[Tipster] The Writer as Alligator WrestlerOct 27, 2023
By Dave Goetz
The main work of a writer is to fix sentences.
You lay down that first sentence. You write another. And then another or two. Now you have a paragraph.
It’s time to roll up your shirtsleeves.
In her book, The Writing Life, Annie Dillard describes the job of a writer as that of an alligator wrestler: “You are a Seminole alligator wrestler. Half-naked, with your two bare hands, you hold and fight a sentence's head while its tail tries to knock you over.”
If you subdue the alligator, your reward is to grapple the next one. And then the next one. A handful of subdued sentences becomes a paragraph. And if you subdue enough paragraphs, you complete an essay, a blog post, a chapter.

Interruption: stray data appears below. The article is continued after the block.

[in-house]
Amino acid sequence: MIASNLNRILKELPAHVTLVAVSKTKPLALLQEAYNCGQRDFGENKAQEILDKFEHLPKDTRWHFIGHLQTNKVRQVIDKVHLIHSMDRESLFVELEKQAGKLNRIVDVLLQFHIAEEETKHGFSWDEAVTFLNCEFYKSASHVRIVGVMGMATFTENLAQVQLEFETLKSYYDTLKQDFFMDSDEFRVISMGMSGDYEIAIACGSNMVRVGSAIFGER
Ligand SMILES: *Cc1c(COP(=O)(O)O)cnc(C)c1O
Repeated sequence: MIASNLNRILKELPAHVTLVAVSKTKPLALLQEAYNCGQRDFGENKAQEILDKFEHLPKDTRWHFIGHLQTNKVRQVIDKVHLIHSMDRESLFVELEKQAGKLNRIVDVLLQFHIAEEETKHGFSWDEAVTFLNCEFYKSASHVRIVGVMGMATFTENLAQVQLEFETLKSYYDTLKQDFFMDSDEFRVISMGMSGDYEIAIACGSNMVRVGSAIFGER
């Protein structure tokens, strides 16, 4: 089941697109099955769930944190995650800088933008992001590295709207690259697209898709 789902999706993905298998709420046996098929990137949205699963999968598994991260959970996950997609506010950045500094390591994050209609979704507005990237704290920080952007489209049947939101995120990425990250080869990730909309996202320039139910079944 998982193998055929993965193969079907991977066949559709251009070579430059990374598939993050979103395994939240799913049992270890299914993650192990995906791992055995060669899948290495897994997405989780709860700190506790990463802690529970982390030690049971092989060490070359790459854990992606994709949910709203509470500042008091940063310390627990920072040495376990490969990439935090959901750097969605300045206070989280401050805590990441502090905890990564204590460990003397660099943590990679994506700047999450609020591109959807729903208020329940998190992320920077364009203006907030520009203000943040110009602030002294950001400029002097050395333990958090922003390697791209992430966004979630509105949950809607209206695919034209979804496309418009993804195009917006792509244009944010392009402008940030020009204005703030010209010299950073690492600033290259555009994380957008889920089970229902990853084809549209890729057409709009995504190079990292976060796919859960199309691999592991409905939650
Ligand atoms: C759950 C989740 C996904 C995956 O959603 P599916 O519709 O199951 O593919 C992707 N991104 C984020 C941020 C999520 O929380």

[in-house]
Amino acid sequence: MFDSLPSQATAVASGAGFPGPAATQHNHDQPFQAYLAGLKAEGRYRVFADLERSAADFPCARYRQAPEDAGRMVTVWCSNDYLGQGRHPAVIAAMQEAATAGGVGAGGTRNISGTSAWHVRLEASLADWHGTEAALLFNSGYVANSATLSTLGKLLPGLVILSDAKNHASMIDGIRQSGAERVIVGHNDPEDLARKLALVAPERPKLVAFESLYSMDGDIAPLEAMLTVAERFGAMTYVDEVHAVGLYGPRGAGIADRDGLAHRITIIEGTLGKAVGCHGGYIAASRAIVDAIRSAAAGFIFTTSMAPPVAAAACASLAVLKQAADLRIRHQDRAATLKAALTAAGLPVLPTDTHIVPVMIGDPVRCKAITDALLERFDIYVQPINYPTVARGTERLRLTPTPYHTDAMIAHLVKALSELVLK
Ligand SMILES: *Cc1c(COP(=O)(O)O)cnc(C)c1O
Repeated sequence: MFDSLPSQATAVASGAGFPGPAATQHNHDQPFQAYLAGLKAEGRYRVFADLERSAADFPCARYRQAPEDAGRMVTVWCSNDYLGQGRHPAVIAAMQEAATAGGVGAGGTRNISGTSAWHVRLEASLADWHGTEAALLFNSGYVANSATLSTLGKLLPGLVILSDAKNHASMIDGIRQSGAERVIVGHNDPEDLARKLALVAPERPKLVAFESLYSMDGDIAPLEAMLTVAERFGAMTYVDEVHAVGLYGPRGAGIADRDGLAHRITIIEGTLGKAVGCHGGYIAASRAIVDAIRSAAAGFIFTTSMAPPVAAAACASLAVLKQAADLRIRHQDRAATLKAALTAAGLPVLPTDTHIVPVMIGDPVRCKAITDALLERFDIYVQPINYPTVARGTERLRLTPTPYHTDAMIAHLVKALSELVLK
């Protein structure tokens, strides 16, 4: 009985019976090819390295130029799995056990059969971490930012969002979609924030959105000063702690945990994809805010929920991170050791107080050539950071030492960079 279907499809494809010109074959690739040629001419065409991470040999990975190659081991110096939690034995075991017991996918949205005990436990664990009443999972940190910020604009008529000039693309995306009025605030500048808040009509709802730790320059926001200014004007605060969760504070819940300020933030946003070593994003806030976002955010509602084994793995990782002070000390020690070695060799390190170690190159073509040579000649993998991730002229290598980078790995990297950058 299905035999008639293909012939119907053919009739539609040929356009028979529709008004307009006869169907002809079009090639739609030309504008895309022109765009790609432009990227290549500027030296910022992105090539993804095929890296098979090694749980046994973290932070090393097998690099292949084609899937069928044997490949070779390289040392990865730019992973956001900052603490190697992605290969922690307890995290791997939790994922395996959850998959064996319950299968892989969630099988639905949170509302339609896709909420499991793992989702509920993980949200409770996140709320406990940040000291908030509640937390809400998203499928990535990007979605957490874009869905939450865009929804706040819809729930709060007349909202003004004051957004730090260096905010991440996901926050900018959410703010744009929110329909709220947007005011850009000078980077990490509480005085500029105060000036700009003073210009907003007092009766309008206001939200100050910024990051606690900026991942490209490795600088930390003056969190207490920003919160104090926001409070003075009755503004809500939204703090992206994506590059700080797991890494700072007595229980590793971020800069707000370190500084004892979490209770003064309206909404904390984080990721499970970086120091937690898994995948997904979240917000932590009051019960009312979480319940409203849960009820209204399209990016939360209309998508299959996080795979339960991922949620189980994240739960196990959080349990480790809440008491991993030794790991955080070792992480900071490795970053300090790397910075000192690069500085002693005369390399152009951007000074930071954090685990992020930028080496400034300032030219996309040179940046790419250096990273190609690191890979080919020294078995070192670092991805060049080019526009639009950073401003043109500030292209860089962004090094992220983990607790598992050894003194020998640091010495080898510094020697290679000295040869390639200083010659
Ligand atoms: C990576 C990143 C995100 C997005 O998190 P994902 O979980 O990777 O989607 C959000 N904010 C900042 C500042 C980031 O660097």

The life-and-death work of writing is at the level of the sentence.
Sentence wrestlers have no shortage of techniques for the work. You can:
- Shorten them;
- Invert them;
- Slice them in half and create two sentences;
- Stitch two together and create a compound sentence;
- Eliminate the passive voice;
- Add the passive voice;
- Whack the long prepositional phrase at the beginning of the sentence;
- Whack the long prepositional phrase at the end of the sentence;
- Switch out the verb for a more active one;
- Switch out the verb for another one more time;
- Cut out all the adjectives and adverbs;
- Add color to a noun with an adjective;
- Manipulate the sentence so the last word creates more impact; and, finally, among many other techniques,
- Delete the sentence entirely.
When you delete a sentence, the alligator has won. For only a moment, however.
You die a thousand deaths when you write an essay, a blog post, a chapter.
It’s only in death, though, that your writing can find resurrection. Grab that next alligator.